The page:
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Tesco 'Digital Locker' Plans Multi-format iTunes Assault

Gordon Kelly


Tesco 'Digital Locker' Plans Multi-format iTunes Assault

If at first you don't succeed...?

It started with Tesco Digital, revamped the service into 'Tesco Entertainment' and now the UK's largest supermarket chain is hoping to finally crack the music sector with 'Digital Locker'.

Speaking at the Futuresource Entertainment Summit in London Blueprint Digital CEO Richard Bron told Home Cinema Choice his company is working with Tesco to try and make a major impact in the home entertainment sector by eliminating concerns about media formats.

"The way it would work practically is that when you buy a disc in store or online, that title would be put up into your Digital Locker which would immediately be accessible from {a} device registered to that locker," explained Bron who said the industry must focus on a "buy the title not the format" mentality. "Our idea is content anytime anyplace", he added.

Naturally Tesco isn't alone in this sector. Amazon's Disc on Demand service in the US gives customers access to a streaming copy of DVD and Blu-ray content they buy so watching can begin immediately. Tesco has also tried bundling digital files with physical media, to little success and Digital Locker sees it embracing the Cloud.

In short everything will come down to ease of use and whether Tesco is prepared to throw enough of its monstrous profits at the sector to truly make an impact. Then again it can be argued digital content is the future anyway, so if you really want to be ahead of the game work on competing with the likes of Napster and Spotify and build an alternative video-centric model. Then we'd be talking...

Source: Home Cinema Choice


June 14, 2010, 8:32 pm

Hummm... Buy a film and have it available to you in any format you want. This though would only be interesting should this this extend to buying the film and watch it in SD or HD - "as I own the film".

There is though a price difference (generally) between the two formats (DVD and BluRay) to contend with and I'm not sure how Tesco would address the price difference SD or HD (in physical media or it's digital format).

If my interpretation of their "Digital Locker" came to the market I could see it making a considerable dent in the illegal download market.


June 14, 2010, 8:56 pm

Well I guess this is some kind of progress; not a fan of Tesco but I suppose only they can afford to take the risk and try something on this scale. I have no doubt digital content is the future; for me the only question is: Do you want digital content that you can use wherever you want, whenever you want? Or do you want digital content that you can watch/hear on specific approved devices, once your device has been scanned and your credentials checked, and when the powers-that-be deign to allow you access?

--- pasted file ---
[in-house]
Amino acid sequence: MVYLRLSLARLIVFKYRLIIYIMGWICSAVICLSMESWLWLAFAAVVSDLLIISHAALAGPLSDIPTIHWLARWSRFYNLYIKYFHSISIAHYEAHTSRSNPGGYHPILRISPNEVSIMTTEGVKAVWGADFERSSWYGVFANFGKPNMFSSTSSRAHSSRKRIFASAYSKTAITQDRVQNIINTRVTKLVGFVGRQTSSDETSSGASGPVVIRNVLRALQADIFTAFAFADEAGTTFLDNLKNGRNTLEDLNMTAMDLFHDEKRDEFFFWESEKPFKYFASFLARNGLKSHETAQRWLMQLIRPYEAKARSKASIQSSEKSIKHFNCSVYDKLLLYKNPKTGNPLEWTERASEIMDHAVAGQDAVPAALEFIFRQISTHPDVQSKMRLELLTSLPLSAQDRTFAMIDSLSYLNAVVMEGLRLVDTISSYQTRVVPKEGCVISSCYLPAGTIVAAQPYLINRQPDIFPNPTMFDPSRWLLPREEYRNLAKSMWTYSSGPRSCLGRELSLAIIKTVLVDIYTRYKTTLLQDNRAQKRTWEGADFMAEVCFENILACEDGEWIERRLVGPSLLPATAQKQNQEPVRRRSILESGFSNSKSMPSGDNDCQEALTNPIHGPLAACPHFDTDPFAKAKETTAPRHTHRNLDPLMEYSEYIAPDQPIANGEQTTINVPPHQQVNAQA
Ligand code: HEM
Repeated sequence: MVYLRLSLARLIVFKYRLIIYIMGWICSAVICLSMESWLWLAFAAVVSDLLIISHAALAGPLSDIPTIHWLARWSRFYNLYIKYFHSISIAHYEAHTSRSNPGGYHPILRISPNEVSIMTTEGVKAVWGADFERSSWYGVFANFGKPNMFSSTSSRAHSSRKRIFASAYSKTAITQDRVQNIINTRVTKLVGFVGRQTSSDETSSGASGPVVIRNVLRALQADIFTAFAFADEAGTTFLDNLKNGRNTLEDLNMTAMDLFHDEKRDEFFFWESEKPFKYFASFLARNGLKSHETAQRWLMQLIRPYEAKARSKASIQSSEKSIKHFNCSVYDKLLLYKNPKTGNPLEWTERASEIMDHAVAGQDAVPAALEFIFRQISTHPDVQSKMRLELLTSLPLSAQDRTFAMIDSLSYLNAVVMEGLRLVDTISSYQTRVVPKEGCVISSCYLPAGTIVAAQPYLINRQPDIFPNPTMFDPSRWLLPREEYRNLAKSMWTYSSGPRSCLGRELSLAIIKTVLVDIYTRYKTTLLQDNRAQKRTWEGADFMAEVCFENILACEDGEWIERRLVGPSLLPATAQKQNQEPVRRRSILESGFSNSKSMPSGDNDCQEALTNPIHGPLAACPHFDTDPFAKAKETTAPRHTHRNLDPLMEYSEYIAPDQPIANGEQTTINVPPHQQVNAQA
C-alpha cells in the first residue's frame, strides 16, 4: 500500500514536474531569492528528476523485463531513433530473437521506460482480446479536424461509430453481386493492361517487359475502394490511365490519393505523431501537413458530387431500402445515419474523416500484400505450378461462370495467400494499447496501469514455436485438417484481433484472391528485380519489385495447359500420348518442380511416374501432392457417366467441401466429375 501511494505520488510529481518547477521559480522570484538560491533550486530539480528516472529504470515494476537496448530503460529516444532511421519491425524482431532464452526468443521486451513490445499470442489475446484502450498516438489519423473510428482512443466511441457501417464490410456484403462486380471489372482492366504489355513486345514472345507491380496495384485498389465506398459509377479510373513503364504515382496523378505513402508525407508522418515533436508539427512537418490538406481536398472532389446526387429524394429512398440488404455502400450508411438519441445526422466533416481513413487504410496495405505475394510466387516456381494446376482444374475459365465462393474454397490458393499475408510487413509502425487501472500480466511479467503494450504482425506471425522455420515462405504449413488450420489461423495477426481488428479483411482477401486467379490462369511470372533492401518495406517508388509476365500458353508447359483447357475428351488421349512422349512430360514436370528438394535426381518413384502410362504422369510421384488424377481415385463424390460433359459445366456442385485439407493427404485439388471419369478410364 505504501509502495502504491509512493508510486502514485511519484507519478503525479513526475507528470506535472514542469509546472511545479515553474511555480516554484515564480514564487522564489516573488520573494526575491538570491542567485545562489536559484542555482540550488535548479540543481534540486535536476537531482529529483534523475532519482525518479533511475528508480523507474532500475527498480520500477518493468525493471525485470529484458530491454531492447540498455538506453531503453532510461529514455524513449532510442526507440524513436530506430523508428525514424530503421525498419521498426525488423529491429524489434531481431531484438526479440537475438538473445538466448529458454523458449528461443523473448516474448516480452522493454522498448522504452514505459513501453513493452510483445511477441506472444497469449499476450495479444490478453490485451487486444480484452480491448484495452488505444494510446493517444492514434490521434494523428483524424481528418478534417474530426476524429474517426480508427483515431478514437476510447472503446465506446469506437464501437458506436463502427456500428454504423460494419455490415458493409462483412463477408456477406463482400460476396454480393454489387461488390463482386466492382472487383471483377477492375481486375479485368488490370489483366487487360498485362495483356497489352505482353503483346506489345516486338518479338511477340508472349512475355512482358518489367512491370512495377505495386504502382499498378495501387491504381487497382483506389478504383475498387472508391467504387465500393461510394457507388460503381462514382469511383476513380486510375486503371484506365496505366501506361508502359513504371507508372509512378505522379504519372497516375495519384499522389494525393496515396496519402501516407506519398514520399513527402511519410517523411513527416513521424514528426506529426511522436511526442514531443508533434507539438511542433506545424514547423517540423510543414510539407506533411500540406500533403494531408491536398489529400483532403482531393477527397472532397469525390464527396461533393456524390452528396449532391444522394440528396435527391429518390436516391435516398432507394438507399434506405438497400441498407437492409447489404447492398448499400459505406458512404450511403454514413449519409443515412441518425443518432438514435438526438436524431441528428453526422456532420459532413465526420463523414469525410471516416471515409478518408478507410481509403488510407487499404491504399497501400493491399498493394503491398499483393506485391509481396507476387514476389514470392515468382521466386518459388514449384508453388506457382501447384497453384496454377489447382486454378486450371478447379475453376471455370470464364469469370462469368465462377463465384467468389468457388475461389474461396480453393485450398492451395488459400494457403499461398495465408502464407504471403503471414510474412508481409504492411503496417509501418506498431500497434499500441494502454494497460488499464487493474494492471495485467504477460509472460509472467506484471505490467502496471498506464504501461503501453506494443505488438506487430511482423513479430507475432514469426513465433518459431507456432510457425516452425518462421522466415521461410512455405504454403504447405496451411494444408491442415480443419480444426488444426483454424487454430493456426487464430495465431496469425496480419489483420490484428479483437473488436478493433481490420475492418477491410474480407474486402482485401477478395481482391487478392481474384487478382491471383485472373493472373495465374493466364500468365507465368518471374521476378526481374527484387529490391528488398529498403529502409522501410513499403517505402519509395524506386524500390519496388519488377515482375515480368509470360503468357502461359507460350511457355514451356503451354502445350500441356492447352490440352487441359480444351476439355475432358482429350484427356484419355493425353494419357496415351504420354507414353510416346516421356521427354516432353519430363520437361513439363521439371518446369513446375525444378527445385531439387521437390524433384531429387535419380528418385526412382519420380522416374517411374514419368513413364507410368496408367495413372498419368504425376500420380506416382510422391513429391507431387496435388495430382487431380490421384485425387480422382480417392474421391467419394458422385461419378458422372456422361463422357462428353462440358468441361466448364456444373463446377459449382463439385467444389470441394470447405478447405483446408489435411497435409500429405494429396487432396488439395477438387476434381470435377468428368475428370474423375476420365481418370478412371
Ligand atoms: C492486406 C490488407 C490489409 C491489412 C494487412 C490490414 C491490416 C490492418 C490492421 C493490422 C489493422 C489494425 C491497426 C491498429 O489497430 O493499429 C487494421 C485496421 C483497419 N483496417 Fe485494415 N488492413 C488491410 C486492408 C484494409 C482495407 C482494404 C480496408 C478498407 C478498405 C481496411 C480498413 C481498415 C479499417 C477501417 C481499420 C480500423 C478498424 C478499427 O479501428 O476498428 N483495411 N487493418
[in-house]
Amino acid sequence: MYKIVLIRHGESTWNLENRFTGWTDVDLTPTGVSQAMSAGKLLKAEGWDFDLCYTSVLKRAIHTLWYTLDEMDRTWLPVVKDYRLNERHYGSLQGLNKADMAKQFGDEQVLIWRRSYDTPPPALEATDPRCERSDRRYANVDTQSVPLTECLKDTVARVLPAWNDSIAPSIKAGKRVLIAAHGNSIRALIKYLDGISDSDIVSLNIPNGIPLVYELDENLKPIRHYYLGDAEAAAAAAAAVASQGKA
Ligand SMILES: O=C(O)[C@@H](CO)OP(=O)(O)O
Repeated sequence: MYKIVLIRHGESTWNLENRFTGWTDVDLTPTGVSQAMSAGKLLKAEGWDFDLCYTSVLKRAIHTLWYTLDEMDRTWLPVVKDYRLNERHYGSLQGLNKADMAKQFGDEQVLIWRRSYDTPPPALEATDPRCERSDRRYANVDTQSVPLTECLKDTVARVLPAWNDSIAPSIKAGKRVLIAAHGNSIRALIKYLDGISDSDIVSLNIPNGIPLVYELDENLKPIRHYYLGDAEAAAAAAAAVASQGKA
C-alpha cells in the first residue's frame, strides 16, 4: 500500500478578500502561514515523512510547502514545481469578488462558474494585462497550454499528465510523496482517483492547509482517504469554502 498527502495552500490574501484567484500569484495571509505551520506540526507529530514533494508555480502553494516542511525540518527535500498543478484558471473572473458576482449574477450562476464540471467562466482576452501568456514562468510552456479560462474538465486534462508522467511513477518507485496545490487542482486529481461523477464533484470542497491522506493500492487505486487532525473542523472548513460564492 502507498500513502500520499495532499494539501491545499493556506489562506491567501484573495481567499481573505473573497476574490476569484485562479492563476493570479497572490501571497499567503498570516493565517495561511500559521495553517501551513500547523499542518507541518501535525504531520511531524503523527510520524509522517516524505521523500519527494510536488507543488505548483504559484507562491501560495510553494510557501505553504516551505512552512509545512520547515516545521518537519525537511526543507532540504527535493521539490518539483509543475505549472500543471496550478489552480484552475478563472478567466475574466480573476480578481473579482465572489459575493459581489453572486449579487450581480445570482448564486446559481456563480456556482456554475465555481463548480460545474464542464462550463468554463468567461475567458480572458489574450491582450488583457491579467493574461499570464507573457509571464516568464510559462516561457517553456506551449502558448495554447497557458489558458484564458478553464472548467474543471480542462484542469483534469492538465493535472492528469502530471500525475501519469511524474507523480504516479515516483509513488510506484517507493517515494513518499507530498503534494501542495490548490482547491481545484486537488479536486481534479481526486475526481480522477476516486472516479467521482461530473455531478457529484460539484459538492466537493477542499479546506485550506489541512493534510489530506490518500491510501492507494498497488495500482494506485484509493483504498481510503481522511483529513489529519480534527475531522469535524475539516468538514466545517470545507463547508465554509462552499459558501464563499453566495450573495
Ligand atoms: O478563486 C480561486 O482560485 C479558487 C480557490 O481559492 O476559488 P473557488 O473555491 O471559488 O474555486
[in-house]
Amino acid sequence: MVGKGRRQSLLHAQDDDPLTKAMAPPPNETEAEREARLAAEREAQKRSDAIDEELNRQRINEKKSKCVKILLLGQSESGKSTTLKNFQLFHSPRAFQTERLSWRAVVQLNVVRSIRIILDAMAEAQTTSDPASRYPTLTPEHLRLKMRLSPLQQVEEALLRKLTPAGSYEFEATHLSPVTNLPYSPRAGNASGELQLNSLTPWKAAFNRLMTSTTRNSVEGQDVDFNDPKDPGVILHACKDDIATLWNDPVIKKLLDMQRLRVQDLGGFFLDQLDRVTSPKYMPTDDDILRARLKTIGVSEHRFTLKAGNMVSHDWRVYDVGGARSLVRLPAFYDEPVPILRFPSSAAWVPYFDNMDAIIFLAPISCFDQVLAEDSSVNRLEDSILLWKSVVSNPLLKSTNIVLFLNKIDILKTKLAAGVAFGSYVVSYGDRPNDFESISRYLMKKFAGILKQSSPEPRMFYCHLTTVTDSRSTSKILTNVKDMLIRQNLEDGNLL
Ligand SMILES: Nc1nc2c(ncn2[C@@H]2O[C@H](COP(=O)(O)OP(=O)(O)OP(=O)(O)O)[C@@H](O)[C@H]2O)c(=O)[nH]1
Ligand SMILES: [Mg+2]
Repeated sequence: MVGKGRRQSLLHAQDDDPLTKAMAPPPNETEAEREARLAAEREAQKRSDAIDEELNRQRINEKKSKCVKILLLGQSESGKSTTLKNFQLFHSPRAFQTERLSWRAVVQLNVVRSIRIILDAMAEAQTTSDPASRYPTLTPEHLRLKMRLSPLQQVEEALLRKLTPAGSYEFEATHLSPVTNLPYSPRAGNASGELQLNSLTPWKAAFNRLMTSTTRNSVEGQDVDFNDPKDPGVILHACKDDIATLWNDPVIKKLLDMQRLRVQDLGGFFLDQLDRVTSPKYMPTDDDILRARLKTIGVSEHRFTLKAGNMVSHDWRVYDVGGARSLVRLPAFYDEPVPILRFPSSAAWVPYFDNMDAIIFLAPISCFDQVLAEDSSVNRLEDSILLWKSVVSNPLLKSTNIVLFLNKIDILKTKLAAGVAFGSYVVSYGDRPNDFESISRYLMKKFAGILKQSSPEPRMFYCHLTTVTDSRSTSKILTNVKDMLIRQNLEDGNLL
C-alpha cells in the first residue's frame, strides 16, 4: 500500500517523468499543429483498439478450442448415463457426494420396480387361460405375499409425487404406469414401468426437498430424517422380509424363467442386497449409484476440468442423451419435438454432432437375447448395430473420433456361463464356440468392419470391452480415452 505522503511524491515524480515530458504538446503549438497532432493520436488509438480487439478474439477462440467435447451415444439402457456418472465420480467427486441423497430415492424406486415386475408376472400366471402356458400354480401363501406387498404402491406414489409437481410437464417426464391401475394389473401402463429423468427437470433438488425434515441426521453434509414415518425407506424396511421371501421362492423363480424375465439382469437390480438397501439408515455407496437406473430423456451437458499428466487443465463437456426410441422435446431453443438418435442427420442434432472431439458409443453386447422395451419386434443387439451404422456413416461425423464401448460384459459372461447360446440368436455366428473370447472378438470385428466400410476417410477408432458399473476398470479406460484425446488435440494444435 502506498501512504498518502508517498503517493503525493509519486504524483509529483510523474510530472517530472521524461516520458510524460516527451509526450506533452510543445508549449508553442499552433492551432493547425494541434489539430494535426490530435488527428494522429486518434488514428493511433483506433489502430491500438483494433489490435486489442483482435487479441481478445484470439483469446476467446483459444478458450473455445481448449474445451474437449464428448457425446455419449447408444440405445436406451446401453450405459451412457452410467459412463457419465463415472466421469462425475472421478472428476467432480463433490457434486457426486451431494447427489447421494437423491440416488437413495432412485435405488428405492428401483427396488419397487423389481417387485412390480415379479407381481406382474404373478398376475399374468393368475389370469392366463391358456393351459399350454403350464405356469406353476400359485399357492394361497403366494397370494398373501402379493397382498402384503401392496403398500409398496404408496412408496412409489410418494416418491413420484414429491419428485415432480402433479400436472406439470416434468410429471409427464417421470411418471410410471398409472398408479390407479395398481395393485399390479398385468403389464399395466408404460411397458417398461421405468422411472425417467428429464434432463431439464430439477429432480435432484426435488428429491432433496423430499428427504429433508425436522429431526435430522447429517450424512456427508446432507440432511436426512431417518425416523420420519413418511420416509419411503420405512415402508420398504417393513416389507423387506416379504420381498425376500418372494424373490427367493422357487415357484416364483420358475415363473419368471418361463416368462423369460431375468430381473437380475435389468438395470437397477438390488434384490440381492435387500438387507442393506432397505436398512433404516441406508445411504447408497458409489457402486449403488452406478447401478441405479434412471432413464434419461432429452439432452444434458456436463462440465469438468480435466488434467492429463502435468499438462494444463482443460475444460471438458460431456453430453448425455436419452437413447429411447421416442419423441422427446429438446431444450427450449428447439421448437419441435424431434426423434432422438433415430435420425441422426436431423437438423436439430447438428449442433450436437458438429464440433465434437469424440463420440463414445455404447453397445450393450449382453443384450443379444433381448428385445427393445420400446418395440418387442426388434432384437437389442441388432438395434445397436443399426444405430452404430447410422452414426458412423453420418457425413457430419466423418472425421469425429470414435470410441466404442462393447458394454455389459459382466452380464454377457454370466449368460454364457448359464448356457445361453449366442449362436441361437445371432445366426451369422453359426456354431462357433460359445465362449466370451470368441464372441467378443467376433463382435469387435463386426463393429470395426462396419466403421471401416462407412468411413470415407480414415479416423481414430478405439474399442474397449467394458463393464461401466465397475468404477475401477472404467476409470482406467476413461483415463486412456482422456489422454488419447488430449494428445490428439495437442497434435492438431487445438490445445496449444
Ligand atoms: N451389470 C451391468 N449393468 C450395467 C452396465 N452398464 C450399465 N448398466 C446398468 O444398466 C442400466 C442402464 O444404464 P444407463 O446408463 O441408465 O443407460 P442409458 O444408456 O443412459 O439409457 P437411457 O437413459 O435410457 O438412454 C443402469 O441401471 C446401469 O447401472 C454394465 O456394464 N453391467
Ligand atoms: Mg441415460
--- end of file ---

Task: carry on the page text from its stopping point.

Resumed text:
Sadly I suspect the latter is what we'll end up with, rather than my ideal situation of DRM-free files. I also suspect the industry won't have to force it on us. They only have to tout the supposed convenience of streaming or downloading to your (registered) device over the "old-fashioned" methods of downloading and copying files, and lazy and short-sighted consumers will happily accept snooping and restrictive pratices. So while I can see some potential in schemes such as this, I remain very wary about how they will be implemented. Saying "focus on the title not the format" is all well and good, but frankly I care about format - and I'd like it to be a fairly open format where possible. Having DRM-laden crap but having it all in one place for the sake of convenience would IMO be one step forward and two steps back.


June 14, 2010, 10:07 pm

HDRE: It shouldn't be too hard to create a good price point for both SD and HD content. Unfortunately when it comes to renting or buying movies in digital format, too many services (in the UK at least) seem to take the approach of pricing at RRP, when it's far far cheaper to buy a disc in the shop.

I do find it amusing that the Internet initially allowed us to buy media significantly cheaper (having removed the overheads of displaying it in a brick-&-mortar store)... but now we have digital content (removing the overheads of keeping the discs in a warehouse) and this time we are supposed to pay MORE.

I can only imagine the executives' logic... "We offer people files they can play on a handful of approved devices, as long as they remain connected to the internet, and which might stop working at any given time - and all this for a mere £5 more than if they'd bought a physical product - and still they're not happy? Why, they must simply be greedy thieves who want everything for free - I'd better call in the lawyers and lobbyists."


June 15, 2010, 12:34 am

Is it me or do Tesco do everything! There like the Google Rival or something.


June 15, 2010, 1:28 am

Video Spotify model? Exactly what we're needing!


June 15, 2010, 1:15 pm

Interesting idea, shame it is being touted by Tesco.


June 19, 2010, 7:04 pm

It sounds good, but as you have to register devices I suspect it won't live up to it's promises.

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